A fascinating and complex history of the church has been uncovered, beginning with the original wooden church and leading to a sequence of three major rebuildings, corresponding in time with the transformation from Viking king Olaf to the royal saint St. Olaf of Norway.
Since early September 2016, archaeologists from The Norwegian Institute for Cultural Heritage Research (NIKU) have worked at an exciting area at Søndre gate in the city center of Trondheim. A preliminary survey in the fall of 2015 parts of a cemetery and masonry were interpreted as the foundations of a church. The church must have been listed sometime in the early 1000’s, but both the church and the cemetery are in use up until the mid 13th century when the area is taken over by normal settlement. Among the tombs there were grave that have not been found at previous excavated medieval cemeteries in Trondheim.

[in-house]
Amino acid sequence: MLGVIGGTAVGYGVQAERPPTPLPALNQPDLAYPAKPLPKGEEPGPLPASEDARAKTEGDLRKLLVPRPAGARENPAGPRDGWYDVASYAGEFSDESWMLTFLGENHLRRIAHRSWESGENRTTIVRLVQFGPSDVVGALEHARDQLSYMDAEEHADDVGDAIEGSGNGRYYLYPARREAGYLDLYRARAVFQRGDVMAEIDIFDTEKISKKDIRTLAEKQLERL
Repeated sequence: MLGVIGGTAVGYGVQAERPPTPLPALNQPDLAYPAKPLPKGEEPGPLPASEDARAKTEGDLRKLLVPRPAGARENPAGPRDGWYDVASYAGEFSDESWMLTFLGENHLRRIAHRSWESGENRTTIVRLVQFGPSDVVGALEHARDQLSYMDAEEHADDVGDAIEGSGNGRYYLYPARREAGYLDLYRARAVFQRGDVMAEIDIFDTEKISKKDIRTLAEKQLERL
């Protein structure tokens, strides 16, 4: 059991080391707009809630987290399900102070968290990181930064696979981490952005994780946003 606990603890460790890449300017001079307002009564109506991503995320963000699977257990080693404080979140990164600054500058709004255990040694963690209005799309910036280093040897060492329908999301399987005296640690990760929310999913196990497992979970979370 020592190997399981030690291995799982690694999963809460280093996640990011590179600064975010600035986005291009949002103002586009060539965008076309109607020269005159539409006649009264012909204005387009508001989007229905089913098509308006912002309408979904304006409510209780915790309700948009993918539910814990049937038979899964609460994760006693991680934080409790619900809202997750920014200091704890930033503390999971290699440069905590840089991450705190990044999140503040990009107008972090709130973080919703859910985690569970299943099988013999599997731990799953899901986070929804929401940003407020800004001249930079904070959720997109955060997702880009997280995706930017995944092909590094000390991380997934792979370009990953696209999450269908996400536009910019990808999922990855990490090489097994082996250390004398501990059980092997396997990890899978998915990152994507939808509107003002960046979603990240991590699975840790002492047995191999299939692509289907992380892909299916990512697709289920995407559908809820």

By the end of 2016 it became clear that the archaeologists believe this is St. Clement’s Church, founded by King Olav Haraldsson. The remains of a pallet, or possible high altar, in the church were considered as an archaeological sensation. St. Clement’s church has had a foundation stone of stone with the church itself being a wooden church. The excavation should have been completed in December 2016, but since the findings were so sensational, the Directorate for Cultural Heritage supplied more funds to explore more of the area and some possibly exciting results from under the church.
There has been a great national and international interest around the excavation of the church which will last until October 2017. After the excavation, a visitor center will be built around the church remains.
Follow the excavation on the project’s facebook page.
- Status In progress
- Client Koteng/ The Directorate for Cultural Heritage